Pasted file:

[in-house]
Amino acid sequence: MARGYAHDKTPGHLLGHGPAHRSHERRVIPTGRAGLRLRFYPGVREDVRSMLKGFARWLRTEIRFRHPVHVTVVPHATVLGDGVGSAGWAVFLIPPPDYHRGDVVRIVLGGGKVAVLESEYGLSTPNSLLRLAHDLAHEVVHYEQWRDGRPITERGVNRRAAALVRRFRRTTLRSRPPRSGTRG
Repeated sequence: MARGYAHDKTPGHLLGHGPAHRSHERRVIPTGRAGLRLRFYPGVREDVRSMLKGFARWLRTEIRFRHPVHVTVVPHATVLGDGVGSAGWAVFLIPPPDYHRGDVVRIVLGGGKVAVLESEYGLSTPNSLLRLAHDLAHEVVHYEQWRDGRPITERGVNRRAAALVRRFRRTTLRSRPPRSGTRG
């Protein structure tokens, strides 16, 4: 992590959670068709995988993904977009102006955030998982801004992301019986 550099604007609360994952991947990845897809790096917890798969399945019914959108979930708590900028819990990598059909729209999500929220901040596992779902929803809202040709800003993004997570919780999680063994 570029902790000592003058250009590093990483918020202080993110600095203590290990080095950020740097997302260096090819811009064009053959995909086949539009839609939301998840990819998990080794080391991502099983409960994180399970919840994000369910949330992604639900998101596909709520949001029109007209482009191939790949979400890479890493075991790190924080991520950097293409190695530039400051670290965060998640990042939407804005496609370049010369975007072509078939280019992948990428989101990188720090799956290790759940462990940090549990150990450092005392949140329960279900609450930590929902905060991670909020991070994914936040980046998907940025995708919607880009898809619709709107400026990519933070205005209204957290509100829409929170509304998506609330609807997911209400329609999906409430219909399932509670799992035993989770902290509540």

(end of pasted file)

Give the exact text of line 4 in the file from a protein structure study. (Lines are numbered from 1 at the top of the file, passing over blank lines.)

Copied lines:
């Protein structure tokens, strides 16, 4: 992590959670068709995988993904977009102006955030998982801004992301019986 550099604007609360994952991947990845897809790096917890798969399945019914959108979930708590900028819990990598059909729209999500929220901040596992779902929803809202040709800003993004997570919780999680063994 570029902790000592003058250009590093990483918020202080993110600095203590290990080095950020740097997302260096090819811009064009053959995909086949539009839609939301998840990819998990080794080391991502099983409960994180399970919840994000369910949330992604639900998101596909709520949001029109007209482009191939790949979400890479890493075991790190924080991520950097293409190695530039400051670290965060998640990042939407804005496609370049010369975007072509078939280019992948990428989101990188720090799956290790759940462990940090549990150990450092005392949140329960279900609450930590929902905060991670909020991070994914936040980046998907940025995708919607880009898809619709709107400026990519933070205005209204957290509100829409929170509304998506609330609807997911209400329609999906409430219909399932509670799992035993989770902290509540």